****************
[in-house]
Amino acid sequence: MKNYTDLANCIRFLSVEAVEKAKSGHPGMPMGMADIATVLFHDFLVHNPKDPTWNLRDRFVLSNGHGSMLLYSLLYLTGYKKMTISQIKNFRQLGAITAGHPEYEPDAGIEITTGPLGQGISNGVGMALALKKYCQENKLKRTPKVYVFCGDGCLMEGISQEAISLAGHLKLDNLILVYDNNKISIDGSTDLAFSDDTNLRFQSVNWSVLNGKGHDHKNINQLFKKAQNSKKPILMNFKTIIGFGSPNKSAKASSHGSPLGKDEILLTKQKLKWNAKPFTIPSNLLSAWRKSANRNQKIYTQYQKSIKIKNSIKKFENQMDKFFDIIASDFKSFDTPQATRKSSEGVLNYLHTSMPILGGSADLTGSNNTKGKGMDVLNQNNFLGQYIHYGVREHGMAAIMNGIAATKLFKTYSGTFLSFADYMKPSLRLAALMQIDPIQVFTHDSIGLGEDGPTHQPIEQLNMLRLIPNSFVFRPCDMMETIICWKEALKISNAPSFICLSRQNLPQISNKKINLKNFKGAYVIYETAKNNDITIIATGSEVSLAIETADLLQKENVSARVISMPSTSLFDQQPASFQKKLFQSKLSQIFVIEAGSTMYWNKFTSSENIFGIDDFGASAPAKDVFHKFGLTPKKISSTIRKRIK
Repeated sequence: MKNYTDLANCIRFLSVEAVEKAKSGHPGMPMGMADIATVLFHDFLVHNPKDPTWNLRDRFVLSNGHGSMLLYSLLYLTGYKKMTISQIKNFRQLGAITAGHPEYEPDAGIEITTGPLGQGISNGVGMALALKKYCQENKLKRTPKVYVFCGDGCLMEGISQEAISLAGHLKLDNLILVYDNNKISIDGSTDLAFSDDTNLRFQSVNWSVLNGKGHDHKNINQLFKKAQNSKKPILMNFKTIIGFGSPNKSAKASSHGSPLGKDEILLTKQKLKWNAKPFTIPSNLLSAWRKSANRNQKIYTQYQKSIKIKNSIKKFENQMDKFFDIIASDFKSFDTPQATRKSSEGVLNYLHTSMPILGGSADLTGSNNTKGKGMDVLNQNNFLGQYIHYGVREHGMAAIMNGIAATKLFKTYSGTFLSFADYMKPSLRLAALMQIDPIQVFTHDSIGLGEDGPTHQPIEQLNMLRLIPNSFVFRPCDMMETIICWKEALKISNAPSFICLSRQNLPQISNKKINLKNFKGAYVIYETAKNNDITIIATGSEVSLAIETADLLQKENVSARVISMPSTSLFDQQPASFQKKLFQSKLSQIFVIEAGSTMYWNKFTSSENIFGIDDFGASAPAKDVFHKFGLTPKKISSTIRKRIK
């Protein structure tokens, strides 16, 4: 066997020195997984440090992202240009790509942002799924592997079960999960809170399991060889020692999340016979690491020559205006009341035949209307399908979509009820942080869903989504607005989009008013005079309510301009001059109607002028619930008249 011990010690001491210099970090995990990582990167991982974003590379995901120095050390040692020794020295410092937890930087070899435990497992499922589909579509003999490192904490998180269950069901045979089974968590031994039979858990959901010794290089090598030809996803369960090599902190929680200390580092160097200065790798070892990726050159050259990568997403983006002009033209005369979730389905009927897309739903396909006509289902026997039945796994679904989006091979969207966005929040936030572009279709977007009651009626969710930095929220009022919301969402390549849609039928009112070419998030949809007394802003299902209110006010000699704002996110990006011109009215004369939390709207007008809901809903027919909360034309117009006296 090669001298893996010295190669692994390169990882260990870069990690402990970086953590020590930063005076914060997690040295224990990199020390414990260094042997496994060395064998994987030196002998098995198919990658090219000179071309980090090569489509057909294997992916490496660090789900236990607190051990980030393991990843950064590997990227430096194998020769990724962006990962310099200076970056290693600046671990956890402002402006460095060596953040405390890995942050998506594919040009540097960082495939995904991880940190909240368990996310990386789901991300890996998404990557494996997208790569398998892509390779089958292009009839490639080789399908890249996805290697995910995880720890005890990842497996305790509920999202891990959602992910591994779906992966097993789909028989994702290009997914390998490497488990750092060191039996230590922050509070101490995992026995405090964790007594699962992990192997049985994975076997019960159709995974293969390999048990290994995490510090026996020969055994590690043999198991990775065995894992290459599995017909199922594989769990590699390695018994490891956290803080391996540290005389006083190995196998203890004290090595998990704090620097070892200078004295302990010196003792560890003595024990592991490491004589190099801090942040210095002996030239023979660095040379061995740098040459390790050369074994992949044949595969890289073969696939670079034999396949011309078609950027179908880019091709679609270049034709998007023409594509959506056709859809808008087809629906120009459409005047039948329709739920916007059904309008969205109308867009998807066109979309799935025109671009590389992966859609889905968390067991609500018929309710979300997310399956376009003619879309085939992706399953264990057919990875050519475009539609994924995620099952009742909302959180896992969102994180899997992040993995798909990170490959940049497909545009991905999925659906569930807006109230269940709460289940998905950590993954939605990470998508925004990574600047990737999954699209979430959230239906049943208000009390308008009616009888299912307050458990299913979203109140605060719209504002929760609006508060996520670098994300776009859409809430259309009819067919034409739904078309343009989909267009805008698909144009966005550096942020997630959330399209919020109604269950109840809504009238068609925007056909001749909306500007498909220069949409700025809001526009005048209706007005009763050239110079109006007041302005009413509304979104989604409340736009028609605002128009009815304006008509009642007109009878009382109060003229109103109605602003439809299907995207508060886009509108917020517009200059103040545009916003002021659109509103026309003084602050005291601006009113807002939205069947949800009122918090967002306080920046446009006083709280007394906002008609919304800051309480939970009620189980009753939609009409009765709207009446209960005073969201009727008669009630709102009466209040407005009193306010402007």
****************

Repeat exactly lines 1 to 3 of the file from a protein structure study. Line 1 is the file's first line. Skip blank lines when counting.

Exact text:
[in-house]
Amino acid sequence: MKNYTDLANCIRFLSVEAVEKAKSGHPGMPMGMADIATVLFHDFLVHNPKDPTWNLRDRFVLSNGHGSMLLYSLLYLTGYKKMTISQIKNFRQLGAITAGHPEYEPDAGIEITTGPLGQGISNGVGMALALKKYCQENKLKRTPKVYVFCGDGCLMEGISQEAISLAGHLKLDNLILVYDNNKISIDGSTDLAFSDDTNLRFQSVNWSVLNGKGHDHKNINQLFKKAQNSKKPILMNFKTIIGFGSPNKSAKASSHGSPLGKDEILLTKQKLKWNAKPFTIPSNLLSAWRKSANRNQKIYTQYQKSIKIKNSIKKFENQMDKFFDIIASDFKSFDTPQATRKSSEGVLNYLHTSMPILGGSADLTGSNNTKGKGMDVLNQNNFLGQYIHYGVREHGMAAIMNGIAATKLFKTYSGTFLSFADYMKPSLRLAALMQIDPIQVFTHDSIGLGEDGPTHQPIEQLNMLRLIPNSFVFRPCDMMETIICWKEALKISNAPSFICLSRQNLPQISNKKINLKNFKGAYVIYETAKNNDITIIATGSEVSLAIETADLLQKENVSARVISMPSTSLFDQQPASFQKKLFQSKLSQIFVIEAGSTMYWNKFTSSENIFGIDDFGASAPAKDVFHKFGLTPKKISSTIRKRIK
Repeated sequence: MKNYTDLANCIRFLSVEAVEKAKSGHPGMPMGMADIATVLFHDFLVHNPKDPTWNLRDRFVLSNGHGSMLLYSLLYLTGYKKMTISQIKNFRQLGAITAGHPEYEPDAGIEITTGPLGQGISNGVGMALALKKYCQENKLKRTPKVYVFCGDGCLMEGISQEAISLAGHLKLDNLILVYDNNKISIDGSTDLAFSDDTNLRFQSVNWSVLNGKGHDHKNINQLFKKAQNSKKPILMNFKTIIGFGSPNKSAKASSHGSPLGKDEILLTKQKLKWNAKPFTIPSNLLSAWRKSANRNQKIYTQYQKSIKIKNSIKKFENQMDKFFDIIASDFKSFDTPQATRKSSEGVLNYLHTSMPILGGSADLTGSNNTKGKGMDVLNQNNFLGQYIHYGVREHGMAAIMNGIAATKLFKTYSGTFLSFADYMKPSLRLAALMQIDPIQVFTHDSIGLGEDGPTHQPIEQLNMLRLIPNSFVFRPCDMMETIICWKEALKISNAPSFICLSRQNLPQISNKKINLKNFKGAYVIYETAKNNDITIIATGSEVSLAIETADLLQKENVSARVISMPSTSLFDQQPASFQKKLFQSKLSQIFVIEAGSTMYWNKFTSSENIFGIDDFGASAPAKDVFHKFGLTPKKISSTIRKRIK